A team that was supposed to be good, but isn’t,
Was supposed to play in Buffalo — but didn’t.
It instead played in Detroit,
Did it win? No, not quoit,
Hey, they’re 3-7 — who are we kiddin?
And so the season marches grimly on, with the left hand still not knowing what the right hand is doing.
This isn’t a team. This is a collection of independent contractors.
They’ve lost six of their last seven games and seven of their last nine. Overall, they have lost all but three of the 10 games they have played, but at least they’ll get a top-10 draft pick out of this mess, right?
I’m no Bill Belichick, but I don’t think this is a good stat: The Browns have as many blocked field goal attempts as wins, three.
If this were a restaurant, you’d ask to see the chef. His name is Kevin Stefanski, who following his team’s loss Sunday to the displaced Buffalo Bills, said, “We didn’t do enough as a team to beat a good team.”
Let’s go out on a limb here and say that’s because the Browns are a bad team.
On Sunday, Jimmy and Dee Haslam’s Flying Circus and Football Revue rolled into Detroit to play a team from Buffalo that took the field with more legitimate reasons for playing a stinker of a game than you could shake a snow plow at.
For starters, the Bills had to abandon their homes, their families, their home stadium and their home city in order to fly to Detroit because the Greater Buffalo area lost a pillow fight with Mother Nature. The city was smothered with snow — feet, not inches.
So Detroit’s domed Ford Field became the emergency venue, and the Browns became Clark Griswold.
The NFL can be a cold and unforgiving league. It’s every franchise for itself. When you get a good break, you’d better make the most of it, because when the other guy gets a break, he’s going to do the same to you.
The Super Bowl-contending Bills showed up in Detroit having lost their previous two games, with their King Kong quarterback Josh Allen nursing a sore arm and with uncertainty in their private lives, thanks to that massive snow dump back home in Buffalo.
The Browns showed up in Detroit dragging their 3-6 record, but with the knowledge that they were facing a potentially psychologically wounded opponent that had lost its last two games and was playing with a sore-armed quarterback.
Then the game began and, it seemed, the rout began.
With 10 minutes left in the half the Browns had outgained the Bills 163 yards to 12. With eight minutes left in the half the Browns defense had held the Bills to just 2 yards — that’s 6 feet — rushing. Cleveland had 10 first downs, Buffalo none.
In other words, this was one of the best teams in the league playing the worst it could play and one of the worst teams in the league playing the best it could play.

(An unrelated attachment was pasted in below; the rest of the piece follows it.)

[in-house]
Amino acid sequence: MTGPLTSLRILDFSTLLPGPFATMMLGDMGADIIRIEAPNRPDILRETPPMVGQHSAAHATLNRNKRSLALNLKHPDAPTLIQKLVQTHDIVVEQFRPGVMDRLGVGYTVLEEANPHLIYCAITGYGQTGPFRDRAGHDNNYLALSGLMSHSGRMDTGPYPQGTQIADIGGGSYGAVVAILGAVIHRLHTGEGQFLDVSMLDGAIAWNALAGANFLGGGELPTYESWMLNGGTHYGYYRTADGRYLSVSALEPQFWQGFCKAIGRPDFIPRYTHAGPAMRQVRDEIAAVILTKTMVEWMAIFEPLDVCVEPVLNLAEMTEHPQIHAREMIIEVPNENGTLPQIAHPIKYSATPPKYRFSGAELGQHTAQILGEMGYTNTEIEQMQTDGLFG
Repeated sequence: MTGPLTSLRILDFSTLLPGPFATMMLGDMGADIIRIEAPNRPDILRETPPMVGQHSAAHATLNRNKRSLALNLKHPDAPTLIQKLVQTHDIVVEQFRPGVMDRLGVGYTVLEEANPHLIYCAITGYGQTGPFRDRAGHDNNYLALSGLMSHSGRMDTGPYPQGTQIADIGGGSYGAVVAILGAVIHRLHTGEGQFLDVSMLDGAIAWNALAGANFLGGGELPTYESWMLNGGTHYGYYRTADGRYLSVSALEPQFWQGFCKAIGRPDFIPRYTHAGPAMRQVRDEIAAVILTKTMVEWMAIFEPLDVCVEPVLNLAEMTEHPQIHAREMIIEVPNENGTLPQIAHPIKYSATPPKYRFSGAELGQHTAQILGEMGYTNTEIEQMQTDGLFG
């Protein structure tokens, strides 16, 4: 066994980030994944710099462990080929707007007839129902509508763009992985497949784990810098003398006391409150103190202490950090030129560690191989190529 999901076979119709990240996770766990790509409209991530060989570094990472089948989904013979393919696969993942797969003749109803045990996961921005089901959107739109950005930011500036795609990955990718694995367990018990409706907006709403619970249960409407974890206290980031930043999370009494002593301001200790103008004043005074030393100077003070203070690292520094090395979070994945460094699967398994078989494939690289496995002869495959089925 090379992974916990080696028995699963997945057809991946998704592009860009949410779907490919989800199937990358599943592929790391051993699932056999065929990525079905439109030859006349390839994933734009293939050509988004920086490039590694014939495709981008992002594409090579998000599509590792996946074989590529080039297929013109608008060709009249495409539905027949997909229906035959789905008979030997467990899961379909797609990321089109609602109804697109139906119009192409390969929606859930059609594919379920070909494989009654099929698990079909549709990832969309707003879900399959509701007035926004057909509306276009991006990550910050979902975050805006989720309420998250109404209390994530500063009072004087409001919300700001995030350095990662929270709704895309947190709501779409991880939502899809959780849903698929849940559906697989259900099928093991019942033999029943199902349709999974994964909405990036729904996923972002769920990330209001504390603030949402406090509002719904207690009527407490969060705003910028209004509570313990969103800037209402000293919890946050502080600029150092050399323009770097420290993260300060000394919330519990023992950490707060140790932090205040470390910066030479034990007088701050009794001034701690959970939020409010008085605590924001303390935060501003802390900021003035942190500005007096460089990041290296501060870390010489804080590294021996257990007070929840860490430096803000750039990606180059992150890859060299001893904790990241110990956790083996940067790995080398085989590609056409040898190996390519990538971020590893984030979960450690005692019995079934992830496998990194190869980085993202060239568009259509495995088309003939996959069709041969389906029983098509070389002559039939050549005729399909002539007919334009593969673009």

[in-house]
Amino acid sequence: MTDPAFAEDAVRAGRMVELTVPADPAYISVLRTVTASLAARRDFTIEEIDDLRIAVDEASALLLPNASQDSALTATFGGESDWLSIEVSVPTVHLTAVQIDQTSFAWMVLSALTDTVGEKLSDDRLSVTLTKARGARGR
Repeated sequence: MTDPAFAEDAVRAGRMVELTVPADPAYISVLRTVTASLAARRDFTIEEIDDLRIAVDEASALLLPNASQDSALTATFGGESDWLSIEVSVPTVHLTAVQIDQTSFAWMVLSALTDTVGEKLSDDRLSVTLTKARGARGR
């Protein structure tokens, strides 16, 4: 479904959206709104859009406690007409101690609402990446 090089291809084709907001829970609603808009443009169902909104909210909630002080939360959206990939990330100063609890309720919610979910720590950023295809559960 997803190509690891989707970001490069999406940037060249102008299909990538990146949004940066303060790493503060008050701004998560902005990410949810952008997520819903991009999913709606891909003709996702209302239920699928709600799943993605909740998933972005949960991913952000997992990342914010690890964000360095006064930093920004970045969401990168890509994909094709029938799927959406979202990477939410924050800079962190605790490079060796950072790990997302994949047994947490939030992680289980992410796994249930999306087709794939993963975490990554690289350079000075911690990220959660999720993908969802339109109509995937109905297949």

With 15 seconds left in the first half, the Browns were winning 10-6.
But with 14 seconds left in the half, the Browns were losing 13-10, when Allen found Stefon Diggs inexplicably alone in the back of the end zone. Allen’s pitch-and-catch touchdown pass gave the Bills a lead they never relinquished.
That touchdown was the first of 19 consecutive points scored by the displaced Buffalo-eons, who hadn’t scored a touchdown in the second half of their last three games. Meanwhile, the Browns, as they tend to do in the second half of games, became wallflowers.
They did manage to score two too-little-too-late touchdowns in the fourth quarter, one of them on a TD grab by the exquisite Amari Cooper, who has distinguished himself in his team’s season of shame with his towering professionalism and sensational consistency.
But that some of his teammates would follow suit.
In tumbling to 3-7, Cooper’s teammates continue to exhibit only sporadic cohesiveness. As in most of their games, there were occasional pockets and moments of individual excellence, but it rarely leads to anything. Too many times they have to overcome themselves, in addition to their opponents.
What can be said, how much can be expected, of a team whose bread-and-butter play is the quarterback sneak? Even that old friend abandoned them in the second half Sunday, when Jacoby Brissett, on back-to-back third-and-1 and fourth-and-1 situations, couldn’t convert either.
When you lose the ability to move the ball 3 feet when needed, what’s your fallback plan?
Certainly not this: In the second quarter, Harrison Bryant and Pharaoh Brown dropped consecutive passes that would have been touchdowns. Guess that’s why they call them “tight” ends.
Meanwhile, Deshaun Watson’s debut is only two weeks away.
So there’s that.